US 3963471 A
A completely integrated and automated apparatus by which liquid sewage sludge from any sewage or waste treatment plant may be processed into a completely dry, pelletized and sterilized product of an organic nature containing nutrients valuable for the support of plant life. The apparatus involves one completely integrated and automated unit together with a control center by means of which electric circuits program each component of the apparatus to automatically regulate the operation of each component, so that no labor or other manpower is required in the operation, except for observation, lubrication, maintenance and repair of the various motors and machineries involved.
1. A process for producing an organic product from sewage sludge comprising mixing a predetermined quantity of liquid waste sewage sludge with a chemical for coagulating or floculating the solids contained in the liquid sludge, subjecting the mixture to pressure for extracting a part of the moisture therefrom, draining off the extracted moisture, heat drying and pelletizing the dewatered material to produce pellets, subjecting the dry pelletized material to a suction action for separating dust and fine particles of sludge material from the pellets, discharging the separated pellets by gravity to storage, and mixing the dewatered material with a portion of the previously produced pellets for drying and preheating the material prior to the heat drying and pelletizing thereof, so as to enable drying temperatures to be low enough to prevent formation of clinkers and the ignition of the organic material.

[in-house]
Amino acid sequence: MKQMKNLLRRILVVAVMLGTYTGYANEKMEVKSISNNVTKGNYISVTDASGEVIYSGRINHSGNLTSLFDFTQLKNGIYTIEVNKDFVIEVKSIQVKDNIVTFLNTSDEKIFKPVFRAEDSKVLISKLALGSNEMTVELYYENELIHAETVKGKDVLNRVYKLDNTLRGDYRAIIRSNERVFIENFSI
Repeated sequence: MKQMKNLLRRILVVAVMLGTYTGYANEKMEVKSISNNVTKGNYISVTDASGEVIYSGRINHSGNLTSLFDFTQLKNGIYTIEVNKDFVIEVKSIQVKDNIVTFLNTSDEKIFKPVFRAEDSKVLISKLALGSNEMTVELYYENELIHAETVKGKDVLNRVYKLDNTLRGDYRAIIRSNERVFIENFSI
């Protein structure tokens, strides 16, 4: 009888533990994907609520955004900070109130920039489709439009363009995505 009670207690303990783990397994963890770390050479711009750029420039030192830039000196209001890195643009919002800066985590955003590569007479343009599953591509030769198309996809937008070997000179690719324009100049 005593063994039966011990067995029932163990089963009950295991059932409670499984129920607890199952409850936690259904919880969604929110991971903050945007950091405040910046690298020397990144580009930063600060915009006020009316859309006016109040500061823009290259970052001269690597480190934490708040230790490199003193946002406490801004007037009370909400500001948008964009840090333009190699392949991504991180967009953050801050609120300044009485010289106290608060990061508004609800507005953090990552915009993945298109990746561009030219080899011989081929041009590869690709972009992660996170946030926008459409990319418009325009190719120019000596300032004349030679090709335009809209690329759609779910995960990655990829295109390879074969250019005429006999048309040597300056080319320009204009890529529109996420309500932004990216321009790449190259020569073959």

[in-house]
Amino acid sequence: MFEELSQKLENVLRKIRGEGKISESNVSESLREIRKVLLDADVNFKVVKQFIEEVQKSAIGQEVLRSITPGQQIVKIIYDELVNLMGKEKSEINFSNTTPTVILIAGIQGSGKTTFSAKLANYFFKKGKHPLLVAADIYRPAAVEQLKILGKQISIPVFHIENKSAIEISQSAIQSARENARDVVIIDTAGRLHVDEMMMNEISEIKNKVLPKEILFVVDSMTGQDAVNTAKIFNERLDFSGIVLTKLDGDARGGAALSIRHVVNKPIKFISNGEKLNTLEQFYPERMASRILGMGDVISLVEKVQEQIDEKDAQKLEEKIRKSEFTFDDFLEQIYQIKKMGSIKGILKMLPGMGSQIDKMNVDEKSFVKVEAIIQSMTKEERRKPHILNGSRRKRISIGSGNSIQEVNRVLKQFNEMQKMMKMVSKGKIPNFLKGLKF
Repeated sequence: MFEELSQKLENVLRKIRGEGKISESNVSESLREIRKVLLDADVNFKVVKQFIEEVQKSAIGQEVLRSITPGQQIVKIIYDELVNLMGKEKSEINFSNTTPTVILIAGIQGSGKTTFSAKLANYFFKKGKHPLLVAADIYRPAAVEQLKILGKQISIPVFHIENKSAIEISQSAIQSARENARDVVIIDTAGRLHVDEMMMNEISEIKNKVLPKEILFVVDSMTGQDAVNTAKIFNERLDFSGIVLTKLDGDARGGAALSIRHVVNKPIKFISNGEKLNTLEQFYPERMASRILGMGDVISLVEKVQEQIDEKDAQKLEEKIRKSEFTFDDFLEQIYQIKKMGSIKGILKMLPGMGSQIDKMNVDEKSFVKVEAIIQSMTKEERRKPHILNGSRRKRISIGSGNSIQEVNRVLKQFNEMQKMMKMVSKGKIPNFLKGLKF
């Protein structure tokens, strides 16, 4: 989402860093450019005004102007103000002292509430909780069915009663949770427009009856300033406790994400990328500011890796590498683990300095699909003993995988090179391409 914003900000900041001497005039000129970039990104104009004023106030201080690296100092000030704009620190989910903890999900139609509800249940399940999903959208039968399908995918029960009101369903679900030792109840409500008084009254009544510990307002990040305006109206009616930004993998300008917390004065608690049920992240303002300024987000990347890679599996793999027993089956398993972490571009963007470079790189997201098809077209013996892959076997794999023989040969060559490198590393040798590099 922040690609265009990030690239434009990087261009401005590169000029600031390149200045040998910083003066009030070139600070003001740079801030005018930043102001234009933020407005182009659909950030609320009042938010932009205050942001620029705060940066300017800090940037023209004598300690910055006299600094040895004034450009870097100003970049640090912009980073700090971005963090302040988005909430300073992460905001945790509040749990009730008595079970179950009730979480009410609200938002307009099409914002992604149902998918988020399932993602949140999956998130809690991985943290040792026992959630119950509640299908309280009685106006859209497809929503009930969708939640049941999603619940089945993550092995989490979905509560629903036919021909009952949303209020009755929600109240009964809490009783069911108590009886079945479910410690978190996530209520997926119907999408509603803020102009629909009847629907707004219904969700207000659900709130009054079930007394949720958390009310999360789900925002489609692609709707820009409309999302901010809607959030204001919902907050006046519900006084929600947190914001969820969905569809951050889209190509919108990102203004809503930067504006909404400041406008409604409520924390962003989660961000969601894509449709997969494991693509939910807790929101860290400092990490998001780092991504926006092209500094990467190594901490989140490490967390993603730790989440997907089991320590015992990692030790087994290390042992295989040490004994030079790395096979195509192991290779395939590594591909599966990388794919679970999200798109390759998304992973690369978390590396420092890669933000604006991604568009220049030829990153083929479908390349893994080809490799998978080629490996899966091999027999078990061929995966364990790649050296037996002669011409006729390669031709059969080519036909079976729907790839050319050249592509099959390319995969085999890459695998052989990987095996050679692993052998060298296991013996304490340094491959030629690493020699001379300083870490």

2. A process as defined by claim 1, including the step of cleaning and separating the dust and fine particles from air in which the pellets are conveyed.
3. A process as defined by claim 1, including the step of cleaning and separating the dust and fine particles from air in which the pellets are conveyed by wet scrubbing.
4. A process as defined by claim 3, including recycling the separate solids.
5. A process as defined by claim 4, including the step of discharging the moisture laden cleansed air to the atmosphere.
At the present time, in this country, considerable difficulty and expense are involved in disposing of liquid waste sewage from municipal and privately owned treatment plants. Various types of equipment have been installed, none of which are fully integrated units, but which utilize individual pieces of equipment which function separately, thereby requiring considerable manpower, space and expense in accomplishing the desired sludge drying operation.
It is a primary object to provide an apparatus and method which may be utilized efficiently and economically to convert objectionable waste liquid sludge, having a water content of 97 to 99 per cent, into a completely dry, pelletized and sterilized product, bagged and ready for sale as a plant nutrient and as a soil conditioner which can be applied by conventional spreaders.
Another object of the invention is to provide such an apparatus and process wherein the resulting end product is of a value far exceeding the cost of processing the material, thus converting the disposal of sewage sludge from a very expensive to a profitable procedure.
Various other objects and advantages of the invention will hereinafter become more fully apparent from the following description of the drawings, illustrating a presently preferred embodiment thereof, and wherein: